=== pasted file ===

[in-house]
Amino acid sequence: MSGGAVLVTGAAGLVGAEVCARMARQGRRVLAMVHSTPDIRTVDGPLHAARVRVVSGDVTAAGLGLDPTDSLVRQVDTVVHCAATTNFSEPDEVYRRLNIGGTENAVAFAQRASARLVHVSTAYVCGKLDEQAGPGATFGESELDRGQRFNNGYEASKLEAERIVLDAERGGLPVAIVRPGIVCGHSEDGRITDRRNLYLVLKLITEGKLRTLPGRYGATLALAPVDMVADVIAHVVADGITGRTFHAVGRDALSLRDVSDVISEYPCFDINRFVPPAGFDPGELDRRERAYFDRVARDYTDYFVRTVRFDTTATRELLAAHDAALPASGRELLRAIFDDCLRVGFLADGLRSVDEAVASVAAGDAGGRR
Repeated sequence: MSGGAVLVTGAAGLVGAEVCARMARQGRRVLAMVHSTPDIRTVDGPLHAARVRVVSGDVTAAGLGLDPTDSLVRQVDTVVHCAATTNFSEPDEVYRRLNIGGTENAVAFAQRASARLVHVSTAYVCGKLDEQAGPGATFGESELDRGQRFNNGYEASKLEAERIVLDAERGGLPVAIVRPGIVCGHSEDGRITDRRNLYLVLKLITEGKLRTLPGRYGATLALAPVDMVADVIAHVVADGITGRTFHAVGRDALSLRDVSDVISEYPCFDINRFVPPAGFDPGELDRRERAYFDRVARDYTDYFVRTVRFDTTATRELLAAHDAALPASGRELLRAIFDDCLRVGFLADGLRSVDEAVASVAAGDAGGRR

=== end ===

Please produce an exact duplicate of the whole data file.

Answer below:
[in-house]
Amino acid sequence: MSGGAVLVTGAAGLVGAEVCARMARQGRRVLAMVHSTPDIRTVDGPLHAARVRVVSGDVTAAGLGLDPTDSLVRQVDTVVHCAATTNFSEPDEVYRRLNIGGTENAVAFAQRASARLVHVSTAYVCGKLDEQAGPGATFGESELDRGQRFNNGYEASKLEAERIVLDAERGGLPVAIVRPGIVCGHSEDGRITDRRNLYLVLKLITEGKLRTLPGRYGATLALAPVDMVADVIAHVVADGITGRTFHAVGRDALSLRDVSDVISEYPCFDINRFVPPAGFDPGELDRRERAYFDRVARDYTDYFVRTVRFDTTATRELLAAHDAALPASGRELLRAIFDDCLRVGFLADGLRSVDEAVASVAAGDAGGRR
Repeated sequence: MSGGAVLVTGAAGLVGAEVCARMARQGRRVLAMVHSTPDIRTVDGPLHAARVRVVSGDVTAAGLGLDPTDSLVRQVDTVVHCAATTNFSEPDEVYRRLNIGGTENAVAFAQRASARLVHVSTAYVCGKLDEQAGPGATFGESELDRGQRFNNGYEASKLEAERIVLDAERGGLPVAIVRPGIVCGHSEDGRITDRRNLYLVLKLITEGKLRTLPGRYGATLALAPVDMVADVIAHVVADGITGRTFHAVGRDALSLRDVSDVISEYPCFDINRFVPPAGFDPGELDRRERAYFDRVARDYTDYFVRTVRFDTTATRELLAAHDAALPASGRELLRAIFDDCLRVGFLADGLRSVDEAVASVAAGDAGGRR